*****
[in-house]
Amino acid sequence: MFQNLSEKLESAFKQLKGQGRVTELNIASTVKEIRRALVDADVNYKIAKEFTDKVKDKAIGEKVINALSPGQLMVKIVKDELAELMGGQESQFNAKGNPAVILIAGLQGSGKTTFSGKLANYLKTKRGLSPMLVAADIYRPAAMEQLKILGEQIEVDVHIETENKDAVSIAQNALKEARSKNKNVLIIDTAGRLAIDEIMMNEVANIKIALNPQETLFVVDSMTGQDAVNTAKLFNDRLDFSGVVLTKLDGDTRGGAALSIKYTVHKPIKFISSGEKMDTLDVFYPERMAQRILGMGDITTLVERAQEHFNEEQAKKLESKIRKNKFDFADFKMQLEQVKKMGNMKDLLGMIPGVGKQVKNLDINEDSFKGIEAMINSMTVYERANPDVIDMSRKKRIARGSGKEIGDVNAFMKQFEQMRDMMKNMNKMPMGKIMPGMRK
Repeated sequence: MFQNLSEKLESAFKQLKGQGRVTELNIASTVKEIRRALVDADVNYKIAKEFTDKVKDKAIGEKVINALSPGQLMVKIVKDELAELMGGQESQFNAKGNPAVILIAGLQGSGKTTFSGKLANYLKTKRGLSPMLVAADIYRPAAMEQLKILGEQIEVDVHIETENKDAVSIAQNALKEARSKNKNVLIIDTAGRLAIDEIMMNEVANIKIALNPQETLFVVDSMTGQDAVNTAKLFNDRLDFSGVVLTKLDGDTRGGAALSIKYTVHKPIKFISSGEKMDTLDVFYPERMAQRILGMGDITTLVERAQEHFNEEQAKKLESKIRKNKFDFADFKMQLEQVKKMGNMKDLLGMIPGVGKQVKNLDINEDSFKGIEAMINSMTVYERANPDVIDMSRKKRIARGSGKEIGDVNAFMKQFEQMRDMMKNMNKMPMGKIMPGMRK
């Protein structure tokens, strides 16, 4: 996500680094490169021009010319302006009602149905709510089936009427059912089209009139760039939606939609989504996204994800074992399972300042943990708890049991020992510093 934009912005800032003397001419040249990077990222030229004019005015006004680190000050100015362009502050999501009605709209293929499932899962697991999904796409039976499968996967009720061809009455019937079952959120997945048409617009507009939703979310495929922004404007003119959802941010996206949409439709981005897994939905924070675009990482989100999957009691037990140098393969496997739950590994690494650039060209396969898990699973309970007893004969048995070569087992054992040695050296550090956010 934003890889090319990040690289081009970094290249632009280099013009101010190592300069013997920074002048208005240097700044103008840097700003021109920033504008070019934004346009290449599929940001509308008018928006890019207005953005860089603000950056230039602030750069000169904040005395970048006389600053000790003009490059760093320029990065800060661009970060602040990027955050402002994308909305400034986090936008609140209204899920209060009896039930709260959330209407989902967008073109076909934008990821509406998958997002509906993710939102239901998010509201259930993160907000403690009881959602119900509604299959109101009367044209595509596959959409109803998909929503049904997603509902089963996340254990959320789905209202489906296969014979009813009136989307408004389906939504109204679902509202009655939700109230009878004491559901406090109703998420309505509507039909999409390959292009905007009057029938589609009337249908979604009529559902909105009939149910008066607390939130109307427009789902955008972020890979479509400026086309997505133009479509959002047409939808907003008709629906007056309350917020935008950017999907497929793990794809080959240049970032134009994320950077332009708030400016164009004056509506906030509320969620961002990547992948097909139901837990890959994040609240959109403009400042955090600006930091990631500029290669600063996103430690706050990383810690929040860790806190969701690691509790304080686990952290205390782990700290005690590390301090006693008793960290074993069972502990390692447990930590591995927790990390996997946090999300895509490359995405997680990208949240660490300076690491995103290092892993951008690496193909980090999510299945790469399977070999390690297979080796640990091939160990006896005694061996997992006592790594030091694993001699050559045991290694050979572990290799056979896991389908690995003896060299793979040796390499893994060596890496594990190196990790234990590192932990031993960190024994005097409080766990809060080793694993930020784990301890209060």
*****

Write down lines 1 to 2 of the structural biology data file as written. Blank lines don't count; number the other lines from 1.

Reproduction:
[in-house]
Amino acid sequence: MFQNLSEKLESAFKQLKGQGRVTELNIASTVKEIRRALVDADVNYKIAKEFTDKVKDKAIGEKVINALSPGQLMVKIVKDELAELMGGQESQFNAKGNPAVILIAGLQGSGKTTFSGKLANYLKTKRGLSPMLVAADIYRPAAMEQLKILGEQIEVDVHIETENKDAVSIAQNALKEARSKNKNVLIIDTAGRLAIDEIMMNEVANIKIALNPQETLFVVDSMTGQDAVNTAKLFNDRLDFSGVVLTKLDGDTRGGAALSIKYTVHKPIKFISSGEKMDTLDVFYPERMAQRILGMGDITTLVERAQEHFNEEQAKKLESKIRKNKFDFADFKMQLEQVKKMGNMKDLLGMIPGVGKQVKNLDINEDSFKGIEAMINSMTVYERANPDVIDMSRKKRIARGSGKEIGDVNAFMKQFEQMRDMMKNMNKMPMGKIMPGMRK